Canadian ambassador delivers subtle Gezi messages

Canadian ambassador delivers subtle Gezi messages

Nisan Su Aras ANKARA - Hürriyet Daily News
Canadian ambassador delivers subtle Gezi messages

Canada’s ambassador to Ankara John Holmes speaks to guests during the reception at the embassy residence.

Canadian Ambassador to Ankara John Holmes made subtle and witty comments regarding the Gezi Park protests while hosting a reception at the embassy residence in celebration of Canada Day.

The ambassador delivered a humorous speech during the reception held on June 27, while remaining within diplomatic tradition of indirectness.

“Canada is a country of democracy and of pluralism. It’s one of many reasons why nearly 300,000 people will immigrate to Canada this year alone,” Holmes said, as he initiated to talk about democratic rights and freedom.

Holmes spoke of the past year in Canada, enumerating successes as much as the challenges they faced. “In addition to natural disasters, we have also experienced political challenges, including public disturbances and riots, usually when ice hockey is involved,” he said jokingly.

“We have found a way to resolve these issues peacefully, through dialogue, understanding, tolerance and through the development of a strong, pluralistic civil society. In this way, we have strengthened our respect for fundamental freedoms, democracy, human rights and the rule of law. We place these values at the core of Canadian society and in the conduct of our foreign policy. And we work with allies, friends and other states to encourage them to do the same,” Holmes added, giving a subtle yet a clear message on the Turkish government’s controversial approach in dealing with the Gezi protests.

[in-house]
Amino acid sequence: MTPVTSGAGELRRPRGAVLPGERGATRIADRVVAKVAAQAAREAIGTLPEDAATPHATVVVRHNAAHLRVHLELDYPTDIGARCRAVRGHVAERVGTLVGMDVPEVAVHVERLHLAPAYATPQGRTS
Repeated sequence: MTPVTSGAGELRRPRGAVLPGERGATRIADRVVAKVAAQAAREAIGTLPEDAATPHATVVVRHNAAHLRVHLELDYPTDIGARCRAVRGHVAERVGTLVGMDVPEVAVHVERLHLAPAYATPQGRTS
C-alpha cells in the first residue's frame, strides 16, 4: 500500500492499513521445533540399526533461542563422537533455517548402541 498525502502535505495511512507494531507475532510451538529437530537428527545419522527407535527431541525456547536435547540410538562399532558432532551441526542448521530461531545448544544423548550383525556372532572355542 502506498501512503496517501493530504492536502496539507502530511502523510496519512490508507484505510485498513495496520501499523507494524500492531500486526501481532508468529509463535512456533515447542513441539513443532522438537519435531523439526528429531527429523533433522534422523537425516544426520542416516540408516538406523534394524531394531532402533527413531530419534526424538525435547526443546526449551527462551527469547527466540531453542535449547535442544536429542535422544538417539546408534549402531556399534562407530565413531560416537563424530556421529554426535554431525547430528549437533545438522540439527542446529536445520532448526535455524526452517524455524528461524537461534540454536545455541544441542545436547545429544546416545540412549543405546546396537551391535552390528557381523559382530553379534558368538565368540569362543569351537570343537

Holmes also made an indirect reference to a recent gesture made by some attachés and their spouses by wearing red dresses to the British Embassy’s reception on June 20, making a reference to a lady wearing a red dress who became a symbol of the protests after she was photographed being exposed to tear gas in the early days of the protests in Gezi Park, marking the disproportionate police force used to crush the protests.

The Canadian ambassador said he noticed some ladies were wearing red dresses and some gentlemen red ties and that he was very appreciative of it, as red is the national color of both Turkey and Canada.

In diplomatic circles, the gesture of the attachés and their spouses during the British Embassy’s reception has been widely regarded as “inappropriate” in terms of crossing the ground rule of the embassies, which are expected to avoid direct political commentaries.